Wild Strawberries (film)  

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Train wreck at Montparnasse (October 22, 1895) by Studio Lévy and Sons.
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Train wreck at Montparnasse (October 22, 1895) by Studio Lévy and Sons.

Wild Strawberries is a 1957 Swedish drama film written and directed by Ingmar Bergman. The original Swedish title is Smultronstället, which literally means "The wild strawberry patch" but idiomatically signifies an underrated gem of a place, often with personal or sentimental value. The cast includes Victor Sjöström in his final screen performance as an old man recalling his past, as well as Bergman regulars Bibi Andersson, Ingrid Thulin, and Gunnar Björnstrand. Max von Sydow also appears in a small role. Bergman wrote the screenplay while hospitalized. Exploring philosophical themes such as introspection and human existence, Wild Strawberries is often considered to be one of Bergman's greatest and most moving films.

Plot

Grouchy, stubborn, and egotistical Professor Isak Borg is a widowed 78-year-old physician who specialized in bacteriology. Before specializing he served as general practitioner in rural Sweden. He sets out on a long car ride from Stockholm to Lund to be awarded the degree of Doctor Jubilaris 50 years after he received his doctorate from Lund University. He is accompanied by his pregnant daughter-in-law Marianne who does not much like her father-in-law and is planning to separate from her husband, Evald, Isak's only son, who does not want her to have the baby, their first.

During the trip, Isak is forced by nightmares, daydreams, old age, and impending death to reevaluate his life. He meets a series of hitchhikers, each of whom sets off dreams or reveries into Borg's troubled past. The first group consists of two young men and their companion, a woman named Sara who is adored by both men. Sara is a double for the love of Isak's youth. The first group remains with him throughout his journey. Next Isak and Marianne pick up an embittered middle-aged couple, the Almans, whose vehicle has nearly collided with theirs. The pair exchanges such terrible vitriol and venom that Marianne stops the car and demands that they leave. The couple reminds Isak of his own unhappy marriage. In a dream sequence, Isak is asked by Sten Alman, now the examiner, to read “foreign” letters on the blackboard. He cannot. So, Alman reads it for him: "A doctor's first duty is to ask forgiveness," from which he concludes, "You are guilty of guilt."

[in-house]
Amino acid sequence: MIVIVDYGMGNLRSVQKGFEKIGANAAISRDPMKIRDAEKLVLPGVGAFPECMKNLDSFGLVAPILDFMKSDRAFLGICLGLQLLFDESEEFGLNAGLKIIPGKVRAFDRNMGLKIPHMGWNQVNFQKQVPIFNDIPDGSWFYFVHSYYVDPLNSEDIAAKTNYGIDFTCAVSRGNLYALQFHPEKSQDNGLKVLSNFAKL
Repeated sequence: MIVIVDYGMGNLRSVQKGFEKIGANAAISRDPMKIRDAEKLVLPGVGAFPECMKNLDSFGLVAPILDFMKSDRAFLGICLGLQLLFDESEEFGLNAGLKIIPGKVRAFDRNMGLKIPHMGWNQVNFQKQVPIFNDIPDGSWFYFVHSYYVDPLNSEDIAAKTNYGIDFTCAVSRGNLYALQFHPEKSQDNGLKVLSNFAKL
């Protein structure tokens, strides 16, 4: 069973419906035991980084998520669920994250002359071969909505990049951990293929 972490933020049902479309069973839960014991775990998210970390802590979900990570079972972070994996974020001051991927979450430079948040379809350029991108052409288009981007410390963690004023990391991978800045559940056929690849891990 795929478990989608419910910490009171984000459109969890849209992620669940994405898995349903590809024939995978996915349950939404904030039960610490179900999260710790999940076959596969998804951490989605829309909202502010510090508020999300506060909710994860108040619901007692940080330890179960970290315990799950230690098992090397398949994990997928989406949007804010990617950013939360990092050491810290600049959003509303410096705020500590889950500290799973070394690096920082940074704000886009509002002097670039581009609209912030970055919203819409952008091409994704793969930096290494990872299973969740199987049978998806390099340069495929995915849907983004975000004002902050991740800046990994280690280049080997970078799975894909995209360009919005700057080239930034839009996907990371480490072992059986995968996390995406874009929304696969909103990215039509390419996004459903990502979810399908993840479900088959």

He reminisces about his childhood at the seaside and his sweetheart Sara, with whom he remembered gathering strawberries, but who instead married his brother. He is confronted by his loneliness and aloofness, recognizing these traits in both his ancient mother (whom they stop to visit) and in his middle-aged physician son, and he gradually begins to accept himself, his past, his present, and his approaching death. In one dream, he is quizzed by a very judgmental medical professor; he is also praised by a small-town merchant who remembers him.

Borg finally arrives at his destination and is promoted to Doctor Jubilaris, but this proves to be an empty ritual. That night, he bids a loving goodbye to his young friends, to whom the once bitter old man whispers in response to a playful declaration of the young girl's love, "I'll remember." As he goes to his bed in his son's home, he is overcome by a sense of peace, and dreams of a family picnic by a lake. Closure and affirmation of life have finally come, and Borg's face radiates joy.

Cast

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Unless indicated otherwise, the text in this article is either based on Wikipedia article "Wild Strawberries (film)" or another language Wikipedia page thereof used under the terms of the GNU Free Documentation License; or on original research by Jahsonic and friends. See Art and Popular Culture's copyright notice.

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